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Clemson sees rise in high school students’ desire to apply to, attend university

Clemson University has already received over 22,000 applications for prospective students, and the number is only increasing. 

Admissions Director Robert Barkley and Associate Vice President for Enrollment Management Chuck Knepfle both predict that the university will end up with around 23,400 applicants, a number that drastically overshadows last year’s record of 22,396.

“In my opinion, the factors behind Clemson’s appeal have been the same over the past 15 years,” said Executive Vice President for Academic Affairs and Provost Bob Jones. “Strong academic reputation, reasonable cost that is low compared to other institutions with the same reputations, and the attractive environment, which includes a desirable location, a beautiful campus, and

strong athletics.”

Jones also added that he believes the steady increases in academic reputation and success of our athletic program have been particularly important factors in the past five years.

The university’s athletic success was commercialized this past football season, with an undefeated season until the loss at the national title. Knepfle admits that the national title run most likely spurred some interest in applicants, but the football does not deserve all the credit. 

“We give a lot of credit to our sports teams’ successes, but not just this year,” Knepfle said. Other sports teams at Clemson that have shown national rankings are men’s golf, women’s tennis and both men’s and women’s soccer.

To accommodate new students, the university has been constructing “Core Campus.” The new project will sit between Death Valley and Tillman Hall.  Including a new 900-seat dining hall that will replace Harcombe Hall, 5,000 square feet of meeting and academic space as well as retail space. There will also be 700 new beds to lodge freshman.

Student Affairs Vice President Doug Hallenbeck reports that the new space will be completed by August, just in time for the new students, saying:

“Recent rains haven’t appreciably delayed crews from enclosing the building and starting work on the red brick façade.”

He also commented that these construction projects may correlate with student recruitment, saying,

“Quality student housing has an impact on recruiting students to Clemson, along with many other factors. We do find that students that live on-campus for two years have higher retention and graduation rates.”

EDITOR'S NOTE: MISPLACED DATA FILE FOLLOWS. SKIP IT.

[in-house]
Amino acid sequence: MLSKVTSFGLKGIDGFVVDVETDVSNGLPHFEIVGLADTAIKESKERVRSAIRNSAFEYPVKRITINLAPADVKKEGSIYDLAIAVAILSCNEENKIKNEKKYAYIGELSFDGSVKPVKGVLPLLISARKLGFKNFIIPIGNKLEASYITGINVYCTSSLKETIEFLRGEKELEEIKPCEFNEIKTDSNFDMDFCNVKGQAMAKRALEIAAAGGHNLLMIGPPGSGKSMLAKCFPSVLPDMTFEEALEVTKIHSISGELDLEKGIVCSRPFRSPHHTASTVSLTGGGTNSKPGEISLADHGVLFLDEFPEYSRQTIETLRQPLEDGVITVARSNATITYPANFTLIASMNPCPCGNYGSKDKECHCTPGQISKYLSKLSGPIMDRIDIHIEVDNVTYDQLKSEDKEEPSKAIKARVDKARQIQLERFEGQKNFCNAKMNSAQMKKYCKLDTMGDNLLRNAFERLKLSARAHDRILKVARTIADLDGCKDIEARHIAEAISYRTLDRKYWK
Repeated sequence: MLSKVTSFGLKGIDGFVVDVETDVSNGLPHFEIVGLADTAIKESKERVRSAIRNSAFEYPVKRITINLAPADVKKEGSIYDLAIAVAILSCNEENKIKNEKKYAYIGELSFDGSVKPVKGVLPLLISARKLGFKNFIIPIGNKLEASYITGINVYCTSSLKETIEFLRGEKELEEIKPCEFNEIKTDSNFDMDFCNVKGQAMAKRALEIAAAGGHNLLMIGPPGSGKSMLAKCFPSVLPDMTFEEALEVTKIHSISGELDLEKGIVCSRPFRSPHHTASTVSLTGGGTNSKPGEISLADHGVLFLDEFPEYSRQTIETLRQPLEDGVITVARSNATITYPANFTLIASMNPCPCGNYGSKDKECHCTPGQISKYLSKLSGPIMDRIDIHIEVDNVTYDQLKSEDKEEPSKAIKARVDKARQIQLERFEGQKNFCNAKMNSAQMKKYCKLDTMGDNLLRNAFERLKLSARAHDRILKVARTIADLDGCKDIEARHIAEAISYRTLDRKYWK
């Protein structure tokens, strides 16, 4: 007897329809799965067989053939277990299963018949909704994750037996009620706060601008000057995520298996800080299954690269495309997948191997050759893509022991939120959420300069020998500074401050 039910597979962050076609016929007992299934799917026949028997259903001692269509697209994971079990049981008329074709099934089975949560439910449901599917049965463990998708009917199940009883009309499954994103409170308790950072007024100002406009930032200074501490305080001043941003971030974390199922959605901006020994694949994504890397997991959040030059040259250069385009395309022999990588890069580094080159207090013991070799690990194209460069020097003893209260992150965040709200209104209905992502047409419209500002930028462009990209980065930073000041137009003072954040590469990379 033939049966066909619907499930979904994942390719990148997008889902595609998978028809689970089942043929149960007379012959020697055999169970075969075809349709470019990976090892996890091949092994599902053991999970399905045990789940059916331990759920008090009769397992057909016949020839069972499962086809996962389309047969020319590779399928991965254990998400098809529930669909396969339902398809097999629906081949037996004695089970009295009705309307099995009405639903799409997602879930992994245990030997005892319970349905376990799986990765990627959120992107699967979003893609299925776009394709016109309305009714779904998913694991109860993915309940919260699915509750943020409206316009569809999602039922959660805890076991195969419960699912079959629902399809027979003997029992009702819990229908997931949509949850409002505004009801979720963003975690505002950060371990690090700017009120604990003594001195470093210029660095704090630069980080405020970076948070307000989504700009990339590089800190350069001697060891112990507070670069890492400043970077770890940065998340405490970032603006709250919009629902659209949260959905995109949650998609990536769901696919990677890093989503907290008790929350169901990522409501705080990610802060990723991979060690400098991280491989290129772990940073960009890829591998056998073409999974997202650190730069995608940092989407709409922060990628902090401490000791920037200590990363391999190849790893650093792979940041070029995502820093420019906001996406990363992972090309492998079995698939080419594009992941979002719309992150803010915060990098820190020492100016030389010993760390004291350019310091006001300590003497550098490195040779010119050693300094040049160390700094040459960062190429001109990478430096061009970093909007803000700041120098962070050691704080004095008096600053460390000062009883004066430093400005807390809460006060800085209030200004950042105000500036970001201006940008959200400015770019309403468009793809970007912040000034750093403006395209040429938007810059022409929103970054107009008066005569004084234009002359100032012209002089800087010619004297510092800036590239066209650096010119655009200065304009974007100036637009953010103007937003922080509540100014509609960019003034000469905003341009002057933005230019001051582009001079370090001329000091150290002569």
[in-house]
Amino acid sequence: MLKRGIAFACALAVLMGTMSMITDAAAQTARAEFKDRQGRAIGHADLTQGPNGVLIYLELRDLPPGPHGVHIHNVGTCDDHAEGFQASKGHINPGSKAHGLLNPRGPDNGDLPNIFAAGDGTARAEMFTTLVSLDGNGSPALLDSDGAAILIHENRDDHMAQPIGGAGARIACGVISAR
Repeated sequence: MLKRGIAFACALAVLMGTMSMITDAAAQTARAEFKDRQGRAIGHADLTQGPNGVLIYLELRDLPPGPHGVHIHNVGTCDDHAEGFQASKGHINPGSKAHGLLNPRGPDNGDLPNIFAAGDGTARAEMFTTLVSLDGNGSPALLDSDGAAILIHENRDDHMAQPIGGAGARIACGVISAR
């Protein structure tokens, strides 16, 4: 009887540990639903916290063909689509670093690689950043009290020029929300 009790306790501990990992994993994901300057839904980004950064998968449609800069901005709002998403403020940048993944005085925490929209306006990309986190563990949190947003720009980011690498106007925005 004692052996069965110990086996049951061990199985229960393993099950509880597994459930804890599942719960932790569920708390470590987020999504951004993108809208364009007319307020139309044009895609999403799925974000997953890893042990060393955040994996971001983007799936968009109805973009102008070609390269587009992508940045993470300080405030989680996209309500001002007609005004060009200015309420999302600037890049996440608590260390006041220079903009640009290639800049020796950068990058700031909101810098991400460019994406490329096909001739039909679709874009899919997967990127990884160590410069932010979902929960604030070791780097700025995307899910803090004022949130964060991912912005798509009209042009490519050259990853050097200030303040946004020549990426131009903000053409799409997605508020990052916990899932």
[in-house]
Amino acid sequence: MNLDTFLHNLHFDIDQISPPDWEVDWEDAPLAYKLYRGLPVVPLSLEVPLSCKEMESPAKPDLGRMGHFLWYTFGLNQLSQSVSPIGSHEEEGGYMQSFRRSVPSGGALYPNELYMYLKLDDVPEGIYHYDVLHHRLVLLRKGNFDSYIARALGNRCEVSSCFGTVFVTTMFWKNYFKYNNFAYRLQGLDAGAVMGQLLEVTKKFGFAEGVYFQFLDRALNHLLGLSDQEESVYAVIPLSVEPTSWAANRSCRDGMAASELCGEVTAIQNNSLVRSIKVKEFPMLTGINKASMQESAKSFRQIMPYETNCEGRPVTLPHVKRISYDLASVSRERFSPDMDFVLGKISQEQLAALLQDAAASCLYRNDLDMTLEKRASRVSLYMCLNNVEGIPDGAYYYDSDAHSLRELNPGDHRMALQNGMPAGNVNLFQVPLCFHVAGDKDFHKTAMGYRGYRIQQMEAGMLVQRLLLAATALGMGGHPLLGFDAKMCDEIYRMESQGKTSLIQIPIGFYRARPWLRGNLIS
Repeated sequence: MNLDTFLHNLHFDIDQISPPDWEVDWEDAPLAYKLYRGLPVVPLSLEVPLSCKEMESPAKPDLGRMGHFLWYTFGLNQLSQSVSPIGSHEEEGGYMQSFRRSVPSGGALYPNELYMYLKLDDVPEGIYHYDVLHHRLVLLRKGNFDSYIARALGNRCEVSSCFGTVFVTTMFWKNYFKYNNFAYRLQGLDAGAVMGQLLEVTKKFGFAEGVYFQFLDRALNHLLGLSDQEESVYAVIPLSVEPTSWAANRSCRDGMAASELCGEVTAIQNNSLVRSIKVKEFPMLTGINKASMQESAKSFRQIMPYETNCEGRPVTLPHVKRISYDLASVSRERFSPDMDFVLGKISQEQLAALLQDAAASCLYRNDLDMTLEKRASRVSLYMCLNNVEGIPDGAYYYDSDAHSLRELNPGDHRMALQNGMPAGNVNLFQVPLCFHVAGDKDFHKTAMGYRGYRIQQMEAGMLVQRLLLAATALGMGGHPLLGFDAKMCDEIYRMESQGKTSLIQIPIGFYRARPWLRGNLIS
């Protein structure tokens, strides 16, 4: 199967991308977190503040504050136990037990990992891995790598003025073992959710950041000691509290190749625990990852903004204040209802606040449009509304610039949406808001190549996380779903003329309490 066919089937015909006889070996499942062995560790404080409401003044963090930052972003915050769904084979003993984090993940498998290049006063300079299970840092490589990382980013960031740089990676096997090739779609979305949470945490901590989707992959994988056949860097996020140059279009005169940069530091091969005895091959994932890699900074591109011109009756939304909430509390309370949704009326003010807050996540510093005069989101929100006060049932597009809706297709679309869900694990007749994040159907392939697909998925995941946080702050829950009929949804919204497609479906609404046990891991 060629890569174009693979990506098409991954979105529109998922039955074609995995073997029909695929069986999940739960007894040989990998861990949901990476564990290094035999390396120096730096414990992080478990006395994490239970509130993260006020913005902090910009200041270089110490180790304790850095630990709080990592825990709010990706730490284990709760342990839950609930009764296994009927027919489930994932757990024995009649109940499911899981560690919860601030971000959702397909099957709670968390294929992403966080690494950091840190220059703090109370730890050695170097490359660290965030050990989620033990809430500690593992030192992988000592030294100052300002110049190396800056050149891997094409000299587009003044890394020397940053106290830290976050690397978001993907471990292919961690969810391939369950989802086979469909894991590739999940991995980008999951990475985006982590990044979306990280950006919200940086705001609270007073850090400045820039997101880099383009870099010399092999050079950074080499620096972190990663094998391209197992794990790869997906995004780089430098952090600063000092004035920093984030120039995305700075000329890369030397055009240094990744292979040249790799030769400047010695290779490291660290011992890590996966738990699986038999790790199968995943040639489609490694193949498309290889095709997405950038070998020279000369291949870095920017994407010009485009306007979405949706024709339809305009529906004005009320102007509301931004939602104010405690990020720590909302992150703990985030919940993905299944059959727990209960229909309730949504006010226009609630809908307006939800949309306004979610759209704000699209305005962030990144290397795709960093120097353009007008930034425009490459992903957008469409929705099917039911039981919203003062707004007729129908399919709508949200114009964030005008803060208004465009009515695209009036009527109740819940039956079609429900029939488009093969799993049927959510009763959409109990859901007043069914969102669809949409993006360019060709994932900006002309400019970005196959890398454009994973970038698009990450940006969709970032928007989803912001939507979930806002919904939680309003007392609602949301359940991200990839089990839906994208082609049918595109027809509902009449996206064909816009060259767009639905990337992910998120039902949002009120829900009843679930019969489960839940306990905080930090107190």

Knepfle told university trustees that acceptance letters will go out to more than 11,000 high school seniors and transfers who qualify for direct admission. More than 2,500 letters will go out to those who qualify for the Bridge to Clemson partnership with Tri-County Technical College.

Out of those who receive acceptance letters, 3,500 new students are expected to enroll onto campus, and Knepfle reports that there are about 800 spots for Bridge students, which is on first come, first served basis. The program usually fills up by March.

As for what these new students will bring to Clemson, Provost Jones says it’s too soon to tell. 

“Most students who have received our offers are still making their final decisions,” he said. “However, of those who have received offers of admission, we see the potential for slight increases in GPA, ranking within the high school class, SAT and ACT scores.  We will not know for certain until later this spring.”

What is certain is that the increase in enrollment speaks well for the school, at least according to Provost Jones. 

“Our growth has been carefully managed to provide opportunity for more SC students to get into a premier state institution,” he said. “To Clemson’s credit, we have done this while sustaining a high-quality education. In my opinion, these are excellent outcomes that will have positive impacts on the economy and future of our state.”

The acceptance deadline is May 1 for high school seniors, and July 1 for

transfer students. 

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